Thank god, but also, how infuriating. Gene Kelly-style, his insistent physical impositions on women's space and women’s bodies are devoid of all urgency, all sharpness that might cloud a viewer's condemnatory judgment by stirring a flicker of nauseated desire: here is a man it is impossible to imagine disturbing the undisturbed acres of flat-fronted high-waisted trouser he hangs on his hipbones and carries hither and thither. He does not leer, he does not lust; his face does not know how. His face does not know how to be unsatisfied or to wish-for; already it possesses everything—for is he not Leopold von Karnstein? When he wants a thing, he smacks it to get its attention or he takes hold of it in the most uncomfortable place: he does not know how to dream or to long or to know himself unfulfilled, he does not know a space between I-want and I-have, which is the space where desire is born, and so naturally in such an environment, with no imagination to water it, sex dies. He is an animated unfleshed skeleton of patriarchal power who radiates meanness and satisfaction and nothing but; the simple curled-lip pre-adolescent sneer of it laid bare, undecorated by the rippling sexual layers that clogged and clouded and choked the critical minds of our mothers and grandmothers with the promise of cheap thrills dearly paid for: not for Mel Ferrer the rampant jug-ears of a Clark Gable, the sadistic pout of a Sean Connery! You cannot be stirred by Mel Ferrer; you cannot be seduced by Mel Ferrer; you cannot be frightened by Mel Ferrer, you cannot even be disgusted by Mel Ferrer; you can only hate him. You must hate him.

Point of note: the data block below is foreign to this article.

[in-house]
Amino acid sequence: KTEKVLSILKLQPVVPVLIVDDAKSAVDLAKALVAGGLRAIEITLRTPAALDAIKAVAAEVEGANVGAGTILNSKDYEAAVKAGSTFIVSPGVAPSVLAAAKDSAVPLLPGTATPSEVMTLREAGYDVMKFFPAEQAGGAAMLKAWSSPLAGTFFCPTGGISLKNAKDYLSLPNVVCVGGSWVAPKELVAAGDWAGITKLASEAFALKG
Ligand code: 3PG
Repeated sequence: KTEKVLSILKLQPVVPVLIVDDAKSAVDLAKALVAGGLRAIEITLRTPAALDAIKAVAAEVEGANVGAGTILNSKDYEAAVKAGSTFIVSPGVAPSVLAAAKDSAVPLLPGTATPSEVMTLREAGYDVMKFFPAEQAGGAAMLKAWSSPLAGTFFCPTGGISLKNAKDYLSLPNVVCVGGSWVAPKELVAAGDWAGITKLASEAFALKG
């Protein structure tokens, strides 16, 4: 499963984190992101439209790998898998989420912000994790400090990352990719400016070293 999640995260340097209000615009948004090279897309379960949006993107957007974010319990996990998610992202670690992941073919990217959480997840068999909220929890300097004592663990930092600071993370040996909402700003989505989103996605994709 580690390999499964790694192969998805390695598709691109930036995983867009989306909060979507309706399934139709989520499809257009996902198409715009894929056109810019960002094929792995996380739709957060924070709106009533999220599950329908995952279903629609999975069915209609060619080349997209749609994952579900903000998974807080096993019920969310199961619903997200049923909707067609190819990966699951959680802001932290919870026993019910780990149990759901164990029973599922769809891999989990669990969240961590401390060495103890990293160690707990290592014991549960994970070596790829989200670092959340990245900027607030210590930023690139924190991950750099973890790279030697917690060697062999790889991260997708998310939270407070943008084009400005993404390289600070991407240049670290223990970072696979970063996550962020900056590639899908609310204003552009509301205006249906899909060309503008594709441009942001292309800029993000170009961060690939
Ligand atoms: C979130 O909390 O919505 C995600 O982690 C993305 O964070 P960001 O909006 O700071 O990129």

and so Carmilla, played by a perfect Annette Vadim, destroys Leopoldo simply by existing. While he mugs and poses, she moves no muscles but the ones absolutely necessary to keep from falling over; she falls unconscious when she can and keeps her face absolutely shuttered and smooth when she must be awake. Such is her power.